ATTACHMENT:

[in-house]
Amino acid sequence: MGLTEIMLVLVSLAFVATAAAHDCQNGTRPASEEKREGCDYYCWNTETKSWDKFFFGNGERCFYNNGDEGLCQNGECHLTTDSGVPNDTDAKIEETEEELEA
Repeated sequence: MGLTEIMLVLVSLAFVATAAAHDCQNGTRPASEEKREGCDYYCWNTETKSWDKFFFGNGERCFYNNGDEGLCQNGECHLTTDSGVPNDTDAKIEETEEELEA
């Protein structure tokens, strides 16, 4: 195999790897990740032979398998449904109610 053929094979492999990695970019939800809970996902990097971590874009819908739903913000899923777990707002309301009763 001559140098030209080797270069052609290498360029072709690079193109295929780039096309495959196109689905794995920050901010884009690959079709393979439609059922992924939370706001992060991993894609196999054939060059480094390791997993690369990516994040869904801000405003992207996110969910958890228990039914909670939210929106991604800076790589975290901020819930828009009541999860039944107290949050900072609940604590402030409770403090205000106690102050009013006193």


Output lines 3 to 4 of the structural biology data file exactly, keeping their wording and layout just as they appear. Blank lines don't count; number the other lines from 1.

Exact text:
Repeated sequence: MGLTEIMLVLVSLAFVATAAAHDCQNGTRPASEEKREGCDYYCWNTETKSWDKFFFGNGERCFYNNGDEGLCQNGECHLTTDSGVPNDTDAKIEETEEELEA
């Protein structure tokens, strides 16, 4: 195999790897990740032979398998449904109610 053929094979492999990695970019939800809970996902990097971590874009819908739903913000899923777990707002309301009763 001559140098030209080797270069052609290498360029072709690079193109295929780039096309495959196109689905794995920050901010884009690959079709393979439609059922992924939370706001992060991993894609196999054939060059480094390791997993690369990516994040869904801000405003992207996110969910958890228990039914909670939210929106991604800076790589975290901020819930828009009541999860039944107290949050900072609940604590402030409770403090205000106690102050009013006193």